2) Our discretionary fiscal stimulus is being spent at a rate of $100 billion a quarter in the short term. But only about two thirds of this is increased government consumption. This is roughly less than 1.8% of GDP so the gap between trend growth in the medium term and the previous trend growth will be about 2.7% less than contrafactual.
    3) Thus GDP in the medium term (between three and seven years out or a total of four years) will be about 10.8% of annual GDP higher. This represents about $1.5 trillion in increased output.
    4) Because output will be $1.5 trillion higher in the medium term, and if we assume the aggegate marginal federal tax rate is about one third, federal revenues will be roughly $500 billion higher in the medium term.
    5) Given Krugman’s estimate that revenues will be higher to the tune of 40% of the stimulus in the short term and the stimulus was about $787 billion this comes to about $300 billion higher in the short term. Add that to the $500 billion in 4) and you come up with a figure of $800 billion in increased revenues in the short to medium term total. This constitutes a virtual “free lunch” from simply a fiscal point of view.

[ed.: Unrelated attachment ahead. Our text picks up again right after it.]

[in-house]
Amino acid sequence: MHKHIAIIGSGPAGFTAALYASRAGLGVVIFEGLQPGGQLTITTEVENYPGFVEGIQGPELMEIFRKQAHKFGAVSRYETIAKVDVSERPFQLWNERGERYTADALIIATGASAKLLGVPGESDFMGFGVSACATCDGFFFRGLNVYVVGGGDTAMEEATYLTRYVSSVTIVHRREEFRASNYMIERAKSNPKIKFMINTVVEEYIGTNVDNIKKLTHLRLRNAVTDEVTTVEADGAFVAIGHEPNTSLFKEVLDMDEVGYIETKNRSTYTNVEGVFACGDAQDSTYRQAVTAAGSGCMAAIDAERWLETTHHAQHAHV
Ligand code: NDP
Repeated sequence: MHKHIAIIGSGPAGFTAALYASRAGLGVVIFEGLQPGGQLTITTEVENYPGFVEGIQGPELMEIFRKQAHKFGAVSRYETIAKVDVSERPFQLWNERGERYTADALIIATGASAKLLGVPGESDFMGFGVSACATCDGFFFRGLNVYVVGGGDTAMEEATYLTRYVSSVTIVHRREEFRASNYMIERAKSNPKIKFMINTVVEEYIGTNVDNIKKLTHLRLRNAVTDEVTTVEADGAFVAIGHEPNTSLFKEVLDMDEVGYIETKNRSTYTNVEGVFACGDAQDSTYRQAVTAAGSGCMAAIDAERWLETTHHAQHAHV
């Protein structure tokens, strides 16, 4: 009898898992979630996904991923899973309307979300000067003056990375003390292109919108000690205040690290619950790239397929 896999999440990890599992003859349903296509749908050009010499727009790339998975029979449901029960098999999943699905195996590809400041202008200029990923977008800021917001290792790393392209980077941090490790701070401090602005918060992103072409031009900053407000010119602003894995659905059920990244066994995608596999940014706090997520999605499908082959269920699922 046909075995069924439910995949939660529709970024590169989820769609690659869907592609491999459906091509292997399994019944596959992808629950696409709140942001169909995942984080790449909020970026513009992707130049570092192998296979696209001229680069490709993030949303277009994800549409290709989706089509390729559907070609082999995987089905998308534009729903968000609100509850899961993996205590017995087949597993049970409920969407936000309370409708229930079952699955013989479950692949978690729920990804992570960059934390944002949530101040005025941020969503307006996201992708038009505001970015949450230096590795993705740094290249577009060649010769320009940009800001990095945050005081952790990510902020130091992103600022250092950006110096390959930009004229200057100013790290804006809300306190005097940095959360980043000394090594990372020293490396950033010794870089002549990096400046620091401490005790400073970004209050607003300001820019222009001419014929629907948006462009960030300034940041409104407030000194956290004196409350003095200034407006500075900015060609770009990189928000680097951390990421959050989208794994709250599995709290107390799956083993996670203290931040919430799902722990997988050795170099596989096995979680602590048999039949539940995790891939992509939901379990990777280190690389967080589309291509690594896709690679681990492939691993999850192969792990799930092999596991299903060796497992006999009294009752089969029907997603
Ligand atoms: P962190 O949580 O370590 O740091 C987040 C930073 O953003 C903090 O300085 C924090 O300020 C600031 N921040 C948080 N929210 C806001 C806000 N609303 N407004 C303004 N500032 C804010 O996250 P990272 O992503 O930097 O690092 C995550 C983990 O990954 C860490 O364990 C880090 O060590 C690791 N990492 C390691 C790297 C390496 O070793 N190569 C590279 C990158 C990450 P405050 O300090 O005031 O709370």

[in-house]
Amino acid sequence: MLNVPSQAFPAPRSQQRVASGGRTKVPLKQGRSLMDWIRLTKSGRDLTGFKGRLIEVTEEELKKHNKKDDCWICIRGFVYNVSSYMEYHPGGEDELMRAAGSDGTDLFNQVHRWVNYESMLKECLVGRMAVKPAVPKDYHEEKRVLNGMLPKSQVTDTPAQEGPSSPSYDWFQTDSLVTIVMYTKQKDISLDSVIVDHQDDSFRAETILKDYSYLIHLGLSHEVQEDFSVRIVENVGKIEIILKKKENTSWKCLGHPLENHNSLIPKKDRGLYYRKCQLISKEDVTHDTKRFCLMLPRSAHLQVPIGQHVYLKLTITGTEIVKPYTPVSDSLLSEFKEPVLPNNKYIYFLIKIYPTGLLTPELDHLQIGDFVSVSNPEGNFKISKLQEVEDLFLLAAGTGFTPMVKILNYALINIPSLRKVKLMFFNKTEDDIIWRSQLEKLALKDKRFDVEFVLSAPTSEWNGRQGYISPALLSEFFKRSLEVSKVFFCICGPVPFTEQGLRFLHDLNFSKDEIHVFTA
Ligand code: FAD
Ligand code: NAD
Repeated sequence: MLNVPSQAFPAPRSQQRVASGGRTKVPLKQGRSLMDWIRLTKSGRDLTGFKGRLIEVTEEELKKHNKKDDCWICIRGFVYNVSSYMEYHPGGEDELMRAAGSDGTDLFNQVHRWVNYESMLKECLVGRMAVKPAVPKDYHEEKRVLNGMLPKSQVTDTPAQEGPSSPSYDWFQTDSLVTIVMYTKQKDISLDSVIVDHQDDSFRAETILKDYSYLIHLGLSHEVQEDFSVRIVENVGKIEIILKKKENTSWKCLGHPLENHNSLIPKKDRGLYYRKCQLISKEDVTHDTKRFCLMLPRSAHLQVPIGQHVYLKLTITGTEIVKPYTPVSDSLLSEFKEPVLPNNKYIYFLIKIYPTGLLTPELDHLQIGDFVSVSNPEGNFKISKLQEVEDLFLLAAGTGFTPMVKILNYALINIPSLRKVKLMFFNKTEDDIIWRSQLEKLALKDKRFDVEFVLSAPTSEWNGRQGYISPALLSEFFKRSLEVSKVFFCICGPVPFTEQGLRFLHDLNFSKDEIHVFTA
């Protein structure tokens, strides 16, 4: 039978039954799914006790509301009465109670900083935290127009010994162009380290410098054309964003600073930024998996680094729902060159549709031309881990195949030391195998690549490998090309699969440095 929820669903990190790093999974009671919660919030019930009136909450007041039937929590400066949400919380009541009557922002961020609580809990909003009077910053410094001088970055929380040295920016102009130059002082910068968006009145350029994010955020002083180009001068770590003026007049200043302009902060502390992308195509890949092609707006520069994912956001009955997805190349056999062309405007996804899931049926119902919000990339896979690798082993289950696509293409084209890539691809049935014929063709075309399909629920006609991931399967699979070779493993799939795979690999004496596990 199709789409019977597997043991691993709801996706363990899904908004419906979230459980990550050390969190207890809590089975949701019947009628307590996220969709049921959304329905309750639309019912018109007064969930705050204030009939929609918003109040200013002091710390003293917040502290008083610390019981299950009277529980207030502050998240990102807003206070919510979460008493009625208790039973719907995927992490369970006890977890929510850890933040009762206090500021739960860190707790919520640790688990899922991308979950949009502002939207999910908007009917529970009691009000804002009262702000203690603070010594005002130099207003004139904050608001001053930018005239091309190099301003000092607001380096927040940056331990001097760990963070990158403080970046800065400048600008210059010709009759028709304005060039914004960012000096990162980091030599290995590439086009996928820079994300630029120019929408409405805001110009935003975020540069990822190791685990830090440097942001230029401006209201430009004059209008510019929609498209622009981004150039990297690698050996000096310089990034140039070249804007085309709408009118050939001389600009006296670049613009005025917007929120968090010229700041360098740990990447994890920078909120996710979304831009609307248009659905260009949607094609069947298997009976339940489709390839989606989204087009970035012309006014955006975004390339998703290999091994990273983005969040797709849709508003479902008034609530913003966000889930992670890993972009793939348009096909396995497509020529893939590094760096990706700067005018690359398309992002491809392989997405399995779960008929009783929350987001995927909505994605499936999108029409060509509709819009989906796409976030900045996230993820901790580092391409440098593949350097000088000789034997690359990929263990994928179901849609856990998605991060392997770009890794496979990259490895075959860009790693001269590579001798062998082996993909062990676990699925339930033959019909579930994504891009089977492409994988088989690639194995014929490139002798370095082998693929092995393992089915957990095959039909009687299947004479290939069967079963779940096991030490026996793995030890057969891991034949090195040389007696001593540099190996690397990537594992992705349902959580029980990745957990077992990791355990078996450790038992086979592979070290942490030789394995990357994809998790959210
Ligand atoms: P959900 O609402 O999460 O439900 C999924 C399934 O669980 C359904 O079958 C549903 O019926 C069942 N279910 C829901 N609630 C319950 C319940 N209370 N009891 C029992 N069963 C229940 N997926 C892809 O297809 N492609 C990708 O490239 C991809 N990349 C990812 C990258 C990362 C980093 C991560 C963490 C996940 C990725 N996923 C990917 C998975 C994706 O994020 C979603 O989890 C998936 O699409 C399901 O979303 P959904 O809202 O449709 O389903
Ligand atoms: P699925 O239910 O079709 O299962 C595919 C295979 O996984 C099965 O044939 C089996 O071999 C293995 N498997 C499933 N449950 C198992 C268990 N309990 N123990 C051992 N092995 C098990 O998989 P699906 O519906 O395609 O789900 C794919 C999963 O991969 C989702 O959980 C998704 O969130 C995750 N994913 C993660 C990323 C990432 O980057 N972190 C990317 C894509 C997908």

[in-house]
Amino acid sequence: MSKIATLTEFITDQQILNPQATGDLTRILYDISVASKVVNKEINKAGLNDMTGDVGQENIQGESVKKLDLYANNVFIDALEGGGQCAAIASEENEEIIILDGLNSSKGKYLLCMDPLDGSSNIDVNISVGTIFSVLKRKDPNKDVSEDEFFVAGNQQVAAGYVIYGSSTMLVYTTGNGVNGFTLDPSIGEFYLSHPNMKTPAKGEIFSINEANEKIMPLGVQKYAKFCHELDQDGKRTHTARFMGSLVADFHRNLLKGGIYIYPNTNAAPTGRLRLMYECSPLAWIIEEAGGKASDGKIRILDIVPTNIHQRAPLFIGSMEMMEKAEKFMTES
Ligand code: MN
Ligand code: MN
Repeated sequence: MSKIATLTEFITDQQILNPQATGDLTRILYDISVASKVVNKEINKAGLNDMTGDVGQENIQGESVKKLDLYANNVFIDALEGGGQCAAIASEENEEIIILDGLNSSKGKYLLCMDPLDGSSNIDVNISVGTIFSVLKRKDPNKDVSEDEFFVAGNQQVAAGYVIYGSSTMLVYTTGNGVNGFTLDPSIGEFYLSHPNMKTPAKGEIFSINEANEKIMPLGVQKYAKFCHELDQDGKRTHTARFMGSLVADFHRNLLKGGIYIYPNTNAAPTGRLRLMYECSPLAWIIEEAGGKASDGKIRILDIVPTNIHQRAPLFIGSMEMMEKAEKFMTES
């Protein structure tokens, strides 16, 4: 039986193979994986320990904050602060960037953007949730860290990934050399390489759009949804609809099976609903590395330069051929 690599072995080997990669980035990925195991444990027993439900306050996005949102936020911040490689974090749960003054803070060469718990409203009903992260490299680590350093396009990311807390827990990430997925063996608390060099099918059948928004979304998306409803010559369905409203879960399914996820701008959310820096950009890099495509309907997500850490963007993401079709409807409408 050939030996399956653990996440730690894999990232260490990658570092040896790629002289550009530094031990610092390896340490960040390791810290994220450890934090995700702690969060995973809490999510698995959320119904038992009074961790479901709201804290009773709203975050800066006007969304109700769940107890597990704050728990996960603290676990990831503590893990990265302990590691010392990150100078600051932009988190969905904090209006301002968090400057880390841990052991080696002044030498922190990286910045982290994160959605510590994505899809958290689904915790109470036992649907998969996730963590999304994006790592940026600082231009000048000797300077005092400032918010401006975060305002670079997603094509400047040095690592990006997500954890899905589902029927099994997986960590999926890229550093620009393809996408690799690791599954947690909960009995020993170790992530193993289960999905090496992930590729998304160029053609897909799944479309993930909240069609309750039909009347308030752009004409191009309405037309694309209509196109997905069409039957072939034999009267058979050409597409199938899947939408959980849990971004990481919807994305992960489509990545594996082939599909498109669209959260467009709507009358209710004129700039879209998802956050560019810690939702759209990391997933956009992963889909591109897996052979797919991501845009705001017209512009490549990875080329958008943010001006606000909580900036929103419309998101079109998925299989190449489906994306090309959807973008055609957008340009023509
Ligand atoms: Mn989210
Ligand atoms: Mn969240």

6) If we had devoted 100% of the stimulus to temporary increased government consumption instead of just two thirds this figure would have been higher by about $400 billion or about $1.2 trillion which is even better than a “free lunch” (if Laffer were a Keynesian he would be proud).
    7) From an output point of view this situation is even better. If Krugman and the IMF is right the stimulus should add about $2.4 trillion in output over the short and medium term or about three times what it cost.
    This also has implications of the long run. The CBO estimated that the stimulus would reduce real GDP between 0.0% and 0.2% by 2019 because of “crowding out.” However, if the stimulus is essentially a fiscal “free lunch” this effect will be zero.